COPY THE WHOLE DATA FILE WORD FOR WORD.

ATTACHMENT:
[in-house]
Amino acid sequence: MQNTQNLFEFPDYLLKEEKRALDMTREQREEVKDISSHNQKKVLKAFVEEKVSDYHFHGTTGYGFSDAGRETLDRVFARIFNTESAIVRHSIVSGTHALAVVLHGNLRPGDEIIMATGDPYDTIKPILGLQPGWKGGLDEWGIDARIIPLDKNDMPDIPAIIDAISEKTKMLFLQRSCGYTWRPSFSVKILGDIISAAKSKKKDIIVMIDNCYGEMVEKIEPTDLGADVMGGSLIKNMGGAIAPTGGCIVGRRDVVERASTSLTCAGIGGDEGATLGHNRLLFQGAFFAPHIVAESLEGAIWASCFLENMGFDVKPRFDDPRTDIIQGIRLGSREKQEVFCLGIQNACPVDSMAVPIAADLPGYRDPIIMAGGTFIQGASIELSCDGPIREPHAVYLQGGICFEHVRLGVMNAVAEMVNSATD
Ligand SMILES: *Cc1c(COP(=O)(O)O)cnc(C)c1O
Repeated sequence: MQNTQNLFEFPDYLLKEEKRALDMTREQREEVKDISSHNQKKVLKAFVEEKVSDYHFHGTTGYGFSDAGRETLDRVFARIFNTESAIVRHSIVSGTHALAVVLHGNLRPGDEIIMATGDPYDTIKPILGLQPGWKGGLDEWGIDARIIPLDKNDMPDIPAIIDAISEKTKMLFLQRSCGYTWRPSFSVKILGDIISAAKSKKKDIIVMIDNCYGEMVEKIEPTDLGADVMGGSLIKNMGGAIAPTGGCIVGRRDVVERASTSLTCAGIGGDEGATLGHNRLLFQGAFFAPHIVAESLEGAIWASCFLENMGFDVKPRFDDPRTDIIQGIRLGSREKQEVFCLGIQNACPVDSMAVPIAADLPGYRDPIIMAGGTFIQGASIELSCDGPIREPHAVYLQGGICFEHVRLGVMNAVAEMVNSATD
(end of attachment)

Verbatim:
[in-house]
Amino acid sequence: MQNTQNLFEFPDYLLKEEKRALDMTREQREEVKDISSHNQKKVLKAFVEEKVSDYHFHGTTGYGFSDAGRETLDRVFARIFNTESAIVRHSIVSGTHALAVVLHGNLRPGDEIIMATGDPYDTIKPILGLQPGWKGGLDEWGIDARIIPLDKNDMPDIPAIIDAISEKTKMLFLQRSCGYTWRPSFSVKILGDIISAAKSKKKDIIVMIDNCYGEMVEKIEPTDLGADVMGGSLIKNMGGAIAPTGGCIVGRRDVVERASTSLTCAGIGGDEGATLGHNRLLFQGAFFAPHIVAESLEGAIWASCFLENMGFDVKPRFDDPRTDIIQGIRLGSREKQEVFCLGIQNACPVDSMAVPIAADLPGYRDPIIMAGGTFIQGASIELSCDGPIREPHAVYLQGGICFEHVRLGVMNAVAEMVNSATD
Ligand SMILES: *Cc1c(COP(=O)(O)O)cnc(C)c1O
Repeated sequence: MQNTQNLFEFPDYLLKEEKRALDMTREQREEVKDISSHNQKKVLKAFVEEKVSDYHFHGTTGYGFSDAGRETLDRVFARIFNTESAIVRHSIVSGTHALAVVLHGNLRPGDEIIMATGDPYDTIKPILGLQPGWKGGLDEWGIDARIIPLDKNDMPDIPAIIDAISEKTKMLFLQRSCGYTWRPSFSVKILGDIISAAKSKKKDIIVMIDNCYGEMVEKIEPTDLGADVMGGSLIKNMGGAIAPTGGCIVGRRDVVERASTSLTCAGIGGDEGATLGHNRLLFQGAFFAPHIVAESLEGAIWASCFLENMGFDVKPRFDDPRTDIIQGIRLGSREKQEVFCLGIQNACPVDSMAVPIAADLPGYRDPIIMAGGTFIQGASIELSCDGPIREPHAVYLQGGICFEHVRLGVMNAVAEMVNSATD